According to statistics, the average golfers' handicap has not reduced in twenty five years. This is in itself an amazing fact if we consider the hugh amount of high-tech instruction and equipment which is now widely available in the "golf market". The game is growing and as a result a large number of new players have now to be considered and they influence in some part the statistics. However, this should be offset by the major developments that have been made in the areas of equipment (clubs and balls), sports science, biomechanics, fitness and psychology.
Average scores should be going down but they are not !!
This is not the only indication that there is something wrong in the system. The most problematic indicator is the huge level of frustration and perceived inadequacy felt by golfers. Golfers try and try again but they find that they never get near their expectations on a regular basis. Is it because they are incapable or is it because of confusion? The education experts recognise that there are no broken, stupid or hopeless students. What exists are unique people with differing motivations and different instructional needs. Anyone can learn anything if the instruction is presented in small amounts and with respect to the students learning style.
Golfers of today have a difficult task in determining what to buy and where to but it; whatever it may be. According to marketing and advertising, every ball goes further than every other ball; every club hits the ball longer and straighter than every other club; every golf magazine is better than every other one and every swing technique is superior to every other. We are both the beneficiaries and the victims of marketing and advertising. How does a golfer ever get a clear, precise and truthful message?
Confusion is rife and epidemic in the world of golf.
The traditional thoughts and notions of golf instruction are focused almost entirely on the mechanical correctness of the golf swing. Swing mechanics have for some considerable time become more important than both golf and the golfer. What is most important to the majority of instructors is the swing plane, the quick set of the shaft angle or the degree of shoulder turn at the top of the swing, etc. etc. They disregard what the client wants, how they learn, how they are mentally wired, their body constitution, motivations, athletic history, behavior style, sensory preferences and the other factors which lead to quick, satisfying and efficient learning. Also, mechanical instruction tends to focus on the backswing and not on the target or the intention of the task. Furthermore, having perfect technique and/or greater distance does not directly influence your score or guarantee good results as this is influenced by a number of other skills which the golfer needs to learn. It is easy to lose sight of the aim of the game. Golf is a game and games are to be played and the game of golf is played on the golf course. The "play" part has become increasingly more scarce and golfers are now "working hard" on their games.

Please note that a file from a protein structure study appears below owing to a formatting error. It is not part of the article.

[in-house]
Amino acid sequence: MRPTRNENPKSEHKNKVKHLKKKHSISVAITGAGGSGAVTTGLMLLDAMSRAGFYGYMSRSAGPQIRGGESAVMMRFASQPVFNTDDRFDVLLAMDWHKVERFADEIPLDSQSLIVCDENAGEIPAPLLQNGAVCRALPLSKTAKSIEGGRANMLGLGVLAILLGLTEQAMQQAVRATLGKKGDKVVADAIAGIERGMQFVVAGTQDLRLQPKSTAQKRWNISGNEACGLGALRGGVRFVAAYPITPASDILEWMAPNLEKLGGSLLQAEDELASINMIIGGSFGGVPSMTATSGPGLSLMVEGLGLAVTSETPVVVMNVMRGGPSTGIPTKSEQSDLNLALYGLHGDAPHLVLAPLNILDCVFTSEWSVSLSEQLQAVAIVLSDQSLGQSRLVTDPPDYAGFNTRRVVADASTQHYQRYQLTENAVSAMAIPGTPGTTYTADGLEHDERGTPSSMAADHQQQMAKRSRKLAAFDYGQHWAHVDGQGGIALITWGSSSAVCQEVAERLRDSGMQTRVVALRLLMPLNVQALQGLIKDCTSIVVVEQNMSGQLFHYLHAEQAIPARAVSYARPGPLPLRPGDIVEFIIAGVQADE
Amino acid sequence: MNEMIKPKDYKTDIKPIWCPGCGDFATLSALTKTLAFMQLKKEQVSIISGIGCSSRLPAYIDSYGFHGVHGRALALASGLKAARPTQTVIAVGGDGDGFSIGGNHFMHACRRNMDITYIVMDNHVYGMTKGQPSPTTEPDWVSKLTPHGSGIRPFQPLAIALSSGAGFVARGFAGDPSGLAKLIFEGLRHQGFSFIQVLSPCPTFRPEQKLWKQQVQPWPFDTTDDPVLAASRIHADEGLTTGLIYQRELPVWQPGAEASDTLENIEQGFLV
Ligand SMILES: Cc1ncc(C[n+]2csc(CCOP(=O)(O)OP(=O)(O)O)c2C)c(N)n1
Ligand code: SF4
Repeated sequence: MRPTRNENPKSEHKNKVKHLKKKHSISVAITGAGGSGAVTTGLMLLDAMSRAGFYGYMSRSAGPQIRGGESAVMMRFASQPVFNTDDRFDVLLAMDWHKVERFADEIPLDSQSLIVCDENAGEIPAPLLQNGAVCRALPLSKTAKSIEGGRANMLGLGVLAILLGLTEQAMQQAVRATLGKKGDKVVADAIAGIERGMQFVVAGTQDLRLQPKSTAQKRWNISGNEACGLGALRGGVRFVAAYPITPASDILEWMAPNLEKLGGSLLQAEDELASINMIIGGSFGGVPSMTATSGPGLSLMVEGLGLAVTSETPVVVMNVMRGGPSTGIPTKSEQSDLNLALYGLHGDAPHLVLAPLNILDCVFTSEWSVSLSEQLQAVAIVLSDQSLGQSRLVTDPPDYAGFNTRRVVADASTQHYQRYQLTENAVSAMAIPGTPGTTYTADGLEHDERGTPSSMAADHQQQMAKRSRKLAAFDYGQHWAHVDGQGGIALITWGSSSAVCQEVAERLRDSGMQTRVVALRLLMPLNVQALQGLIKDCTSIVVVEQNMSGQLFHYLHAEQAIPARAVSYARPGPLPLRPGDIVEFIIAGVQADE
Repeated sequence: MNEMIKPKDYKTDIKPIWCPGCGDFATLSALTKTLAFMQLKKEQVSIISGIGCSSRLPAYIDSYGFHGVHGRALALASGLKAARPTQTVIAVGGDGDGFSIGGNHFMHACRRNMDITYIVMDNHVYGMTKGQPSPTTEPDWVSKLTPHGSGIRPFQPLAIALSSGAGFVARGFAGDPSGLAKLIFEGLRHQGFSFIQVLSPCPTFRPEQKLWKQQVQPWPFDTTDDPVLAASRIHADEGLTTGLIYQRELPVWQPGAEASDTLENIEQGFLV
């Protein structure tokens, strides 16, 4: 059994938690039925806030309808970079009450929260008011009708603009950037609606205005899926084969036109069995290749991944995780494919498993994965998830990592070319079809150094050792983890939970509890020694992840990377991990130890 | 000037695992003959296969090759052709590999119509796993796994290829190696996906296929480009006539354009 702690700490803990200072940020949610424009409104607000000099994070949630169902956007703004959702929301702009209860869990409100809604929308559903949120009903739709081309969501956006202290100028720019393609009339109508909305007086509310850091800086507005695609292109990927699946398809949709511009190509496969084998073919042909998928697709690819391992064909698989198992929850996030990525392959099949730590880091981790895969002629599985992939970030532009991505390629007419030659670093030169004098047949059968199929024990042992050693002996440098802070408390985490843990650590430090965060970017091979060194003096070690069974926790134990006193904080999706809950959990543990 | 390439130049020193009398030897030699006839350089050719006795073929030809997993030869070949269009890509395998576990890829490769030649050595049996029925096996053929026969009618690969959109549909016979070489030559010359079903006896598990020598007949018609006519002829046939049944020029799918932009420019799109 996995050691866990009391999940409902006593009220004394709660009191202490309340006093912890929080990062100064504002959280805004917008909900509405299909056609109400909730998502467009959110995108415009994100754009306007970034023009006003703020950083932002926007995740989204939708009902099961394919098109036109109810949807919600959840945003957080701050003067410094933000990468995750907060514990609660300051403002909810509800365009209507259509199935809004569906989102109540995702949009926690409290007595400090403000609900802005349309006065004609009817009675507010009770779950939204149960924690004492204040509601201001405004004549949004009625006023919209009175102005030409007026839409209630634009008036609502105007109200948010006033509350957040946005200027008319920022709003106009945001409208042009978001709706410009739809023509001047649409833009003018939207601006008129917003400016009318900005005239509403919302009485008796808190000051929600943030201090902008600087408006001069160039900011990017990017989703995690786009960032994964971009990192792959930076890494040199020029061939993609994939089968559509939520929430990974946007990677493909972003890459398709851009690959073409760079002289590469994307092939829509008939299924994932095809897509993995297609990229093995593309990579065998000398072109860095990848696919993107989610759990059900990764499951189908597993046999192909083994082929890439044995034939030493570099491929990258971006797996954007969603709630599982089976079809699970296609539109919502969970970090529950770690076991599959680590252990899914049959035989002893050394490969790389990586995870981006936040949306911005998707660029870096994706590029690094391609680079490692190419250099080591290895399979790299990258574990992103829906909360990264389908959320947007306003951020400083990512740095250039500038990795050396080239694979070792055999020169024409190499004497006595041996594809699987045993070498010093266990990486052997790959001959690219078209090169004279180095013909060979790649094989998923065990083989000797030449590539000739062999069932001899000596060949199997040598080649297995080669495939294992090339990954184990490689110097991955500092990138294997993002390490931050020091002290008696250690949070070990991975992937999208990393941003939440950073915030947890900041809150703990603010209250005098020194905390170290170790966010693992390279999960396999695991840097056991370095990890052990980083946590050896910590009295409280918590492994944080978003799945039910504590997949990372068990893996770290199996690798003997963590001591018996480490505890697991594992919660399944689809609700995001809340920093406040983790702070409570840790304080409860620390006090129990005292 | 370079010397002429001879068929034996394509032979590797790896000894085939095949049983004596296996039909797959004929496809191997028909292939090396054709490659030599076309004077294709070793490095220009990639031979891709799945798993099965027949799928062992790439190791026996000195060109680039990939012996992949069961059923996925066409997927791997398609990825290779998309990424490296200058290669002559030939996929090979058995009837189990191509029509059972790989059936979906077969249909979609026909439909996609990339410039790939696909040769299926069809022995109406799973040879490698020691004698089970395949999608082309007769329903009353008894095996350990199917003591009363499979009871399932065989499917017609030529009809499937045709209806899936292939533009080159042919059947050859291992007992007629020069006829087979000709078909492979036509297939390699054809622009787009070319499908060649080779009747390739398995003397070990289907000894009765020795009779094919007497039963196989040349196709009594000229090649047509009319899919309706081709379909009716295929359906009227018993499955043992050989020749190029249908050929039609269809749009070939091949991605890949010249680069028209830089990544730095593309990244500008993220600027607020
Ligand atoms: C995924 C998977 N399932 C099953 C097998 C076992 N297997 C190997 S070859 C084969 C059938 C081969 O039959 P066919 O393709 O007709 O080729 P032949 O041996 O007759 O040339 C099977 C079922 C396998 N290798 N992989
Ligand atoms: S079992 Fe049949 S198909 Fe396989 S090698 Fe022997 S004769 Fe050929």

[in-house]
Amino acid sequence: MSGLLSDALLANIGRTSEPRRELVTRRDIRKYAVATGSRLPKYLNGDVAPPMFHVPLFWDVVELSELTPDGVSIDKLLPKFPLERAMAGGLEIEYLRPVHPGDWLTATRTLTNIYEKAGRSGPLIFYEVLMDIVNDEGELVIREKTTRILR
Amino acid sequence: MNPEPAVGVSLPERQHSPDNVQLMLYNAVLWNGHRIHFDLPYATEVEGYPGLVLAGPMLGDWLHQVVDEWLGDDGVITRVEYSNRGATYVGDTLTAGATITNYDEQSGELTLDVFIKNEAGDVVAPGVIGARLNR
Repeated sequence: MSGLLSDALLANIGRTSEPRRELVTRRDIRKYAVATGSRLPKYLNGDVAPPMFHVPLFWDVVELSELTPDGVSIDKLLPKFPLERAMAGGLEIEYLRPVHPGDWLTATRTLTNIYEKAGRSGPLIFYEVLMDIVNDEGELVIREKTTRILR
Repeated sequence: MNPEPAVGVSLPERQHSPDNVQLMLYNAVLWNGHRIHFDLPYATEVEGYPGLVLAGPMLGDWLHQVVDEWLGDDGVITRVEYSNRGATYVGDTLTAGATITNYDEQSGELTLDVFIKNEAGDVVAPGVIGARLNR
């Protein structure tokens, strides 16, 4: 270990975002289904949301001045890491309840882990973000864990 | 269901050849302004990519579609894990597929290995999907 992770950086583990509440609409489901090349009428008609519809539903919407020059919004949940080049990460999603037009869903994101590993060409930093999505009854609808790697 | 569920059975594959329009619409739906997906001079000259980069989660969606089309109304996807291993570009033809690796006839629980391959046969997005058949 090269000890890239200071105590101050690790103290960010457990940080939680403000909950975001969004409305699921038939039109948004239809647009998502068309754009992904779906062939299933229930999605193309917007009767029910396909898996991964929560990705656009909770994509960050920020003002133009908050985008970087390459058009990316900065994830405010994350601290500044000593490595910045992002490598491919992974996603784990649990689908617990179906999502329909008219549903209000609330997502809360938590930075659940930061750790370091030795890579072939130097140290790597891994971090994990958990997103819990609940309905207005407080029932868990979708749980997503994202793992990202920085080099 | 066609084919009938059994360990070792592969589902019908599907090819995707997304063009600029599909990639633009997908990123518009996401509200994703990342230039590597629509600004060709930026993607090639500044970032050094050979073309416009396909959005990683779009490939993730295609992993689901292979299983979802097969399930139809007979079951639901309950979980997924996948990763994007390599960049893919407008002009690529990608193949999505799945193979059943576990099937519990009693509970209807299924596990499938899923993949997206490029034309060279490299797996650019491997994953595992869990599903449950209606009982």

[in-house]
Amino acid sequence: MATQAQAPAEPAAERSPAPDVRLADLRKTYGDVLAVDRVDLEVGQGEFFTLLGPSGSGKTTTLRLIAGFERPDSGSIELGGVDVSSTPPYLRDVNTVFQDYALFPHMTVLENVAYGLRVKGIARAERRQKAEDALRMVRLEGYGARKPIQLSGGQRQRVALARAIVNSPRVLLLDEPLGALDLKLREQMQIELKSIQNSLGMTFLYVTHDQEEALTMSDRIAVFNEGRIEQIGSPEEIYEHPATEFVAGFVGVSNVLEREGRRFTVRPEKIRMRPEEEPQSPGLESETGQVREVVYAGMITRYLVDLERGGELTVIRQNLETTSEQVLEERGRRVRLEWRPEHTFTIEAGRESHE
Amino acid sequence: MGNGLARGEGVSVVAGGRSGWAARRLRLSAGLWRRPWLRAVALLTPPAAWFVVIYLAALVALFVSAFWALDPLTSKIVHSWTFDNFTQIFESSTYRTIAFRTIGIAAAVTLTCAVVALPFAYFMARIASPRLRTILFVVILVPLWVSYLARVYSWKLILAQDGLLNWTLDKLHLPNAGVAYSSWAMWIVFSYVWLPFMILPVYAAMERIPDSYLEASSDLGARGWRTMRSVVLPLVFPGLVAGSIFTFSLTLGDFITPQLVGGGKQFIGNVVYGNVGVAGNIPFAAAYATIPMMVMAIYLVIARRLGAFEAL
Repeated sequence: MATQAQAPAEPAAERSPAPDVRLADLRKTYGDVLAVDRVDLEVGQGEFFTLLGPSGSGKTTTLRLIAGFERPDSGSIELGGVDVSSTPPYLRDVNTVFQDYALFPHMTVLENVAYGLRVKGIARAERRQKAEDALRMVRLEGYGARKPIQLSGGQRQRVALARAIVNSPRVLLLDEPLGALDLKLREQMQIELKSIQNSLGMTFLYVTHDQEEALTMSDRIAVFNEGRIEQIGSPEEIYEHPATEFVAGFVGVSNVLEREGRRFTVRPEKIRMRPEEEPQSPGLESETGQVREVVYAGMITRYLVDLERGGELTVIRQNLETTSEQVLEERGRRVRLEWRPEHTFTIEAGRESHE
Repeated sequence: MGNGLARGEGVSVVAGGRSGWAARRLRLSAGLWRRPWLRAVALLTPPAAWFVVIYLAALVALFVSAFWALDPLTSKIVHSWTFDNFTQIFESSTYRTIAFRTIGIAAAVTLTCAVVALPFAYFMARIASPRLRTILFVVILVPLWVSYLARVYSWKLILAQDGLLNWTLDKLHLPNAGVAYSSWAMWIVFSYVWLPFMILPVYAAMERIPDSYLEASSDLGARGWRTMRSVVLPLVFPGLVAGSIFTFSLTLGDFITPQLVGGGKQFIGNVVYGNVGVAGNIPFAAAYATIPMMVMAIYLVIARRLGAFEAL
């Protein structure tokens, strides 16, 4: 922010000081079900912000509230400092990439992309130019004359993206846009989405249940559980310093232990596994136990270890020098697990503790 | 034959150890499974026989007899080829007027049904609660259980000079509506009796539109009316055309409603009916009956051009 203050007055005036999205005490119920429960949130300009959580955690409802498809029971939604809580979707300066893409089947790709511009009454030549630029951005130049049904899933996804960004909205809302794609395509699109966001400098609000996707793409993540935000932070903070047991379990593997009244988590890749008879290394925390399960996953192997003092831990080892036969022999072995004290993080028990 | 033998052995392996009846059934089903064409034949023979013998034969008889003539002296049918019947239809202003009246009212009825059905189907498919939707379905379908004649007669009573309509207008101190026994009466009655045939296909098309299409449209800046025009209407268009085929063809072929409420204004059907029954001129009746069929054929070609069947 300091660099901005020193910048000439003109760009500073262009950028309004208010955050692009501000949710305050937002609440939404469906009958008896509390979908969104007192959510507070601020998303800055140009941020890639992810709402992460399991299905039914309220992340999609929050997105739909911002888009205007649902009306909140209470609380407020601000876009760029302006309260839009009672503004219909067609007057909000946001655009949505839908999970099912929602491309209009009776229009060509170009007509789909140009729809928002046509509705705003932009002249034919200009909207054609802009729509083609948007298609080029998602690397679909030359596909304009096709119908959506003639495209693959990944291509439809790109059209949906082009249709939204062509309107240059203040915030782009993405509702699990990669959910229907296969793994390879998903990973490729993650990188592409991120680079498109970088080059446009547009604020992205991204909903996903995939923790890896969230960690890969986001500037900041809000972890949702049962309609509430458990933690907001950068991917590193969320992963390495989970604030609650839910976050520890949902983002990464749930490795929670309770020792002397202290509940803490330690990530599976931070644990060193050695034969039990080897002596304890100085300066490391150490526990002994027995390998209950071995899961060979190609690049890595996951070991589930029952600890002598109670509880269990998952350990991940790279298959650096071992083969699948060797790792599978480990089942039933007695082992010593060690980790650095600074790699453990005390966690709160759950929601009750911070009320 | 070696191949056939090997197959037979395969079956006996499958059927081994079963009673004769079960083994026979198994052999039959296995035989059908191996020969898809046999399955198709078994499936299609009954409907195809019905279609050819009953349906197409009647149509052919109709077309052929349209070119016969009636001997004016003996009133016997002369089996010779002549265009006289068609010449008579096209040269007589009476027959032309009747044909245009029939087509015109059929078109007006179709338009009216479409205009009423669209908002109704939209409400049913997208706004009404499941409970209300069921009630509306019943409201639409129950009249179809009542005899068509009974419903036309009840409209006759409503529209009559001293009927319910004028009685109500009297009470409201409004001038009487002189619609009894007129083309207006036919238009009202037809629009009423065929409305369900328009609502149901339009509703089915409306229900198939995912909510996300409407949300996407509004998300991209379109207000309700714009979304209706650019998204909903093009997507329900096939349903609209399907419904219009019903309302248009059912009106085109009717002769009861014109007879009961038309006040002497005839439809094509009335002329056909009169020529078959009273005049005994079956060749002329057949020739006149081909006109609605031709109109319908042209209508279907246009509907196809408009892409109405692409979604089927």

Golfers are being taught "golfswing" and not how to play the game.
The above trends serve to define where we are as golfers and where we are going. What golfers are compelled to find is the experience of playing good golf; whatever that means to them. Playing good golf is easy; playing bad golf is hard. What we need to find is a way to play in a state of "ease". This will be achieved by changing the process of learning and instruction and not by the content of what is being taught. The world of golf is preparing itself for a major change of philosophy and the old, established beliefs are being questioned by some enlightened Coaches who realize that the current way of learning and instruction is not the most effective way for the golfer. These Coaches will excel as providers of easy and effective learning and instruction.
Instruction and learning will actually become simple and easy.